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Strategy

Heat is used to raise the temperature of air so that Q = mc Δ T . The rate of heat transfer is then Q / t , where t is the time for air turnover. We are given that Δ T is 10 . C , but we must still find values for the mass of air and its specific heat before we can calculate Q size 12{Q} {} . The specific heat of air is a weighted average of the specific heats of nitrogen and oxygen, which gives c = c p 1000  J/kg ⋅º C from [link] (note that the specific heat at constant pressure must be used for this process).

Solution

  1. Determine the mass of air from its density and the given volume of the house. The density is given from the density ρ size 12{ρ} {} and the volume
    m = ρV = 1 . 29 kg/m 3 12 . 0 m × 18 . 0 m × 3.00 m = 836 kg. size 12{m= ital "pV"= left (1 "." "29"`"kg/m" rSup { size 8{3} } right ) left ("12" "." 0`m times "18" "." 0`m times 3 "." 0`m right )="836"`"kg"} {}
  2. Calculate the heat transferred from the change in air temperature: Q = mc Δ T size 12{Q= ital "mc"ΔT} {} so that
    Q = 836 kg 1000 J/kg ⋅º C 10.0º C = 8 . 36 × 10 6 J. size 12{Q= left ("836"" kg" right ) left ("1000 J/kg" cdot °C right ) left ("10 "°C right )" =8" "." "36" times "10" rSup { size 8{6} } `J} {}
  3. Calculate the heat transfer from the heat Q size 12{Q} {} and the turnover time t size 12{t} {} . Since air is turned over in t = 0 . 500 h = 1800 s size 12{t=0 "." 5`h="1800"`s} {} , the heat transferred per unit time is
    Q t = 8 . 36 × 10 J 1800  s = 4 . 64 kW. size 12{ { {Q} over {t} } = { {8 "." "36" times "10" rSup { size 8{6} } `J} over {"1800"`s} } =4 "." 6`"kW"} {}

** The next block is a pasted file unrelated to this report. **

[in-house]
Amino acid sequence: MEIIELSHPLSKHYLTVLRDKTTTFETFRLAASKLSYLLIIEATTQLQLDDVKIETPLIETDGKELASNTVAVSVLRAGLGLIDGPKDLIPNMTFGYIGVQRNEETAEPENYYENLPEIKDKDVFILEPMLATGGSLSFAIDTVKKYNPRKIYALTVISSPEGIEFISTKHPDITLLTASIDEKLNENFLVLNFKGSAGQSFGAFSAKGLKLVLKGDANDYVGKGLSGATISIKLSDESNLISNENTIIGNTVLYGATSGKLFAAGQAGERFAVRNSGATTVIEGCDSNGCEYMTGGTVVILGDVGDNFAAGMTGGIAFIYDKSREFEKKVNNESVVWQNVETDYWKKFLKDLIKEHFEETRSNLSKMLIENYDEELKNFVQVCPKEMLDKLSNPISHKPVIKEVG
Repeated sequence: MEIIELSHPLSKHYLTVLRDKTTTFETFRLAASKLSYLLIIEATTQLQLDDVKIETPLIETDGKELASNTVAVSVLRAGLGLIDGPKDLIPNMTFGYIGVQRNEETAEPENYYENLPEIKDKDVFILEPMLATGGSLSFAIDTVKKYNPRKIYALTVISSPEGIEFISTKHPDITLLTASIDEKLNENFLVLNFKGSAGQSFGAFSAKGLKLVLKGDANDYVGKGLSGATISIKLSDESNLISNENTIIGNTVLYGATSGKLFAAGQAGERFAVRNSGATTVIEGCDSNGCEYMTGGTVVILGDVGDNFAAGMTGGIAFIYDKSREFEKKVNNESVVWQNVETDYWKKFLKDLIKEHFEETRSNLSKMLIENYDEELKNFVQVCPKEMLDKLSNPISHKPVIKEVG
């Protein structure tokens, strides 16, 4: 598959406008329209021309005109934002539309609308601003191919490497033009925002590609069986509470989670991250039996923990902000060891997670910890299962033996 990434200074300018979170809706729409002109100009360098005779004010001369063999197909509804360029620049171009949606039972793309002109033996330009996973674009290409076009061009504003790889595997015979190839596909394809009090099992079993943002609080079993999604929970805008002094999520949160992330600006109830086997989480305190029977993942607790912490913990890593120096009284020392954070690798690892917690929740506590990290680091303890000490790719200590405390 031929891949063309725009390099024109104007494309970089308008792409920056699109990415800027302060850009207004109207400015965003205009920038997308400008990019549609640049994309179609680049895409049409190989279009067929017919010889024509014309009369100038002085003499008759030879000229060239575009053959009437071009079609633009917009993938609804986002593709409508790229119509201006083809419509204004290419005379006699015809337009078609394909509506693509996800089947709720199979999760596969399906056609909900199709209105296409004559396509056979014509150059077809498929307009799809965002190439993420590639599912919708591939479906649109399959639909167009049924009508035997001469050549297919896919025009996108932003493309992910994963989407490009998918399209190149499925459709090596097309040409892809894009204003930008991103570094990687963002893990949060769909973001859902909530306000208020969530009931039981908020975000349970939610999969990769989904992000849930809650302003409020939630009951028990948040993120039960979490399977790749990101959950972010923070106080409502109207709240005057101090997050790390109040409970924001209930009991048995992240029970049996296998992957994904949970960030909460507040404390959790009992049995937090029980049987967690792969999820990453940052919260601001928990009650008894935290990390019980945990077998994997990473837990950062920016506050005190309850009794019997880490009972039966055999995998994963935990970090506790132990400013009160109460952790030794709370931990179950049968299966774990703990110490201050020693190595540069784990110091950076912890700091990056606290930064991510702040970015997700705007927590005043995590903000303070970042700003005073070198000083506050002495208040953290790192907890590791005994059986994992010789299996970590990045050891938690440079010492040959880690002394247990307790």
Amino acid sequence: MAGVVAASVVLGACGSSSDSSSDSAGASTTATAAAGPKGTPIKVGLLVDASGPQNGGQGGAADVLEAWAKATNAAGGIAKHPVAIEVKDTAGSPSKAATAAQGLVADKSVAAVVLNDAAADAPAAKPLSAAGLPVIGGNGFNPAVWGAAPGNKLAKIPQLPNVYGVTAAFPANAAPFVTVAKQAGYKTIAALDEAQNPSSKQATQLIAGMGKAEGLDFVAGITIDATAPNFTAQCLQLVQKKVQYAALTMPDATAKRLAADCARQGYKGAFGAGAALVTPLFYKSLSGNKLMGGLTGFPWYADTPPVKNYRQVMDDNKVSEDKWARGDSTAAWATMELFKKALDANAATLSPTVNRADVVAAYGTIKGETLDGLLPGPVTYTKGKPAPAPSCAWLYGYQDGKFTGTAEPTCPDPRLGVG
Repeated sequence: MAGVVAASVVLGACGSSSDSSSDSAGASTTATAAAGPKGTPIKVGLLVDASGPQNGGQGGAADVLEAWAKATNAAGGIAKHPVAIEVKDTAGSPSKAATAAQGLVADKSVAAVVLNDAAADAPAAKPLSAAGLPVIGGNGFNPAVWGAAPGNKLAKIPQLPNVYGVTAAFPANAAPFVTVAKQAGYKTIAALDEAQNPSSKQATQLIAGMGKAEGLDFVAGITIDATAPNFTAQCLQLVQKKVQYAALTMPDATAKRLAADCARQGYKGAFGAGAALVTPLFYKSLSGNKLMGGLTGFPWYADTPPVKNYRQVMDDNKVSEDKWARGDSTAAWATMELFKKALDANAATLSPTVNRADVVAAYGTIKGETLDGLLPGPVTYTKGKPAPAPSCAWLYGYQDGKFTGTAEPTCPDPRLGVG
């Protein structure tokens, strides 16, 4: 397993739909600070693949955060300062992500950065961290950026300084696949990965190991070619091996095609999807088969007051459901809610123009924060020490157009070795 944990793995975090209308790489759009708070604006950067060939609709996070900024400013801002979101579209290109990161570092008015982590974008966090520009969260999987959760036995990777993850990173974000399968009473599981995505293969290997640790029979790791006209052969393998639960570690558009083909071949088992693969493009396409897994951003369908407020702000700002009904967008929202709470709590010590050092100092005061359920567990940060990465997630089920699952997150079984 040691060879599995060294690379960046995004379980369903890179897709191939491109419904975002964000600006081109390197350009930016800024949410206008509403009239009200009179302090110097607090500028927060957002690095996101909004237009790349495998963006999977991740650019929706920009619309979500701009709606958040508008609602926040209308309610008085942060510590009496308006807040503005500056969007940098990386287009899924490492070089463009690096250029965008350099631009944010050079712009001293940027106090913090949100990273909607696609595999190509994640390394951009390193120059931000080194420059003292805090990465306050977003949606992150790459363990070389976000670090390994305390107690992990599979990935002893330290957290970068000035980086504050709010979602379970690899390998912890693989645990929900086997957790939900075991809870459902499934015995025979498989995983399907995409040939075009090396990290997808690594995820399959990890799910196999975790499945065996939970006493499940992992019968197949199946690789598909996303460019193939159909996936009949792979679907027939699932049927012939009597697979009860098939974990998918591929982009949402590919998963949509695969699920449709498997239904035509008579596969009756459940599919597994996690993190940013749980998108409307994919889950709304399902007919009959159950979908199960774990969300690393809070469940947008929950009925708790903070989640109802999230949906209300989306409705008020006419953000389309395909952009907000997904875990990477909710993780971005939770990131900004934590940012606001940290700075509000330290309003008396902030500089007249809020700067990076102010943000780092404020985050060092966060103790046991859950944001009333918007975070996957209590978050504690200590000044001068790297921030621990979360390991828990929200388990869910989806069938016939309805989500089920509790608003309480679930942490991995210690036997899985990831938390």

Discussion

This rate of heat transfer is equal to the power consumed by about forty-six 100-W light bulbs. Newly constructed homes are designed for a turnover time of 2 hours or more, rather than 30 minutes for the house of this example. Weather stripping, caulking, and improved window seals are commonly employed. More extreme measures are sometimes taken in very cold (or hot) climates to achieve a tight standard of more than 6 hours for one air turnover. Still longer turnover times are unhealthy, because a minimum amount of fresh air is necessary to supply oxygen for breathing and to dilute household pollutants. The term used for the process by which outside air leaks into the house from cracks around windows, doors, and the foundation is called “air infiltration.”

A cold wind is much more chilling than still cold air, because convection combines with conduction in the body to increase the rate at which energy is transferred away from the body. The table below gives approximate wind-chill factors, which are the temperatures of still air that produce the same rate of cooling as air of a given temperature and speed. Wind-chill factors are a dramatic reminder of convection’s ability to transfer heat faster than conduction. For example, a 15.0 m/s wind at C has the chilling equivalent of still air at about 18º C .

Wind-chill factors
Moving air temperature Wind speed (m/s)
ºC size 12{ left (°C right )} {} 2 size 12{2} {} 5 size 12{5} {} 10 size 12{ bold "10"} {} 15 size 12{ bold "15"} {} 20 size 12{ bold "20"} {}
5 size 12{5} {} 3 size 12{3} {} 1 size 12{ - 1} {} 8 size 12{ - 8} {} 10 size 12{ - "10"} {} 12 size 12{ - "12"} {}
2 size 12{2} {} 0 size 12{0} {} 7 size 12{ - 7} {} 12 size 12{ - "12"} {} 16 size 12{ - "16"} {} 18 size 12{ - "18"} {}
0 size 12{0} {} 2 size 12{ - 2} {} 9 size 12{ - 9} {} 15 size 12{ - "15"} {} 18 size 12{ - "18"} {} 20 size 12{ - "20"} {}
5 size 12{ - 5} {} 7 size 12{ - 7} {} 15 size 12{ - "15"} {} 22 size 12{ - "22"} {} 26 size 12{ - "26"} {} 29 size 12{ - "29"} {}
10 size 12{ - bold "10"} {} 12 size 12{ - "12"} {} 21 size 12{ - "21"} {} 29 size 12{ - "29"} {} 34 size 12{ - "34"} {} 36 size 12{ - "36"} {}
20 size 12{ - bold "20"} {} 23 size 12{ - "23"} {} 34 size 12{ - "34"} {} 44 size 12{ - "44"} {} 50 size 12{ - "50"} {} 52 size 12{ - "52"} {}
40 size 12{ - bold "40"} {} 44 size 12{ - "44"} {} 59 size 12{ - "59"} {} 73 size 12{ - "73"} {} 82 size 12{ - "82"} {} 84 size 12{ - "84"} {}